The Baby Boomer Generation This explosive generation comprised the years of 1946-1964. While the fundamental meaning of the moniker of the Baby Boomers had to do with the fact that after WWII, there were record numbers of babies born: In 1946 there were 3.4 million babies born, a full 20% more than in 1945; In 1947, another 3.8 million babies were born; Jumping to 1952, 3.9 million were born; and more than 4 million were born every year from 1954 until 1964, when the boom finally tapered off (these statistics were found on the History.com website). This sustained boom of babies has yet to be surpassed in the history of America. What else went “Boom” with this generation? • Social booms o Rock and Roll music—i.e. Elvis Presley, The Beattles o The Sexual Revolution o Working mothers o The beginning of “cocooning” o Divorce was beginning to be accepted as a tolerable reality • Economic booms o Buy now, pay later=high indebtedness o 2 income families for the first time in American history • Technological booms o First TV generation o NASA and the moon landing o Technology and innovation influenced the school systems making America a leader in mathematics and science • Aging Booms o Retirement is seen a break from work and child-rearing and a time for exploration and activity o The Baby Boomer Generation will place a strain on the Social Security system when they retire simply because of the number of Baby Boomers in retirement. This is my generation. I recall so many revolutions in society, including the God is Dead movement. How will knowing more about this generation assist you to provide spiritual support to a Baby Boomer hospice patient? Do you see a connection between these characteristics and how that person is who he or she is? Might there be guilt or shame in the patient’s life? Why or why not? What type relationship to God or Higher Power might this person have?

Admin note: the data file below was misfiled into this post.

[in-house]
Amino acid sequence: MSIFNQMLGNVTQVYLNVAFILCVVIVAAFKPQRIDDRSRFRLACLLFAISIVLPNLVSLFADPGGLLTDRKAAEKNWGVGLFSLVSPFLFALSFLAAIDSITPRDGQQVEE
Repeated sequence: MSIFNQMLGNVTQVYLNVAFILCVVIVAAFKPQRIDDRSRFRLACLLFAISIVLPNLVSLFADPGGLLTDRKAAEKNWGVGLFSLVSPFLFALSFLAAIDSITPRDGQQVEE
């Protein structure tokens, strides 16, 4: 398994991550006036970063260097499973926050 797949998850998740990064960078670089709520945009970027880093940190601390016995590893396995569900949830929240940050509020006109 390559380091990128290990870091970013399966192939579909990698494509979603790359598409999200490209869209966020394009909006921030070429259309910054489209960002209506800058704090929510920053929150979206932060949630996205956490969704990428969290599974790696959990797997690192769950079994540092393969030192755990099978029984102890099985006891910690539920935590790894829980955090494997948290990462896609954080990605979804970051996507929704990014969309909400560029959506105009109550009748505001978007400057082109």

Thursday, June 11, 2015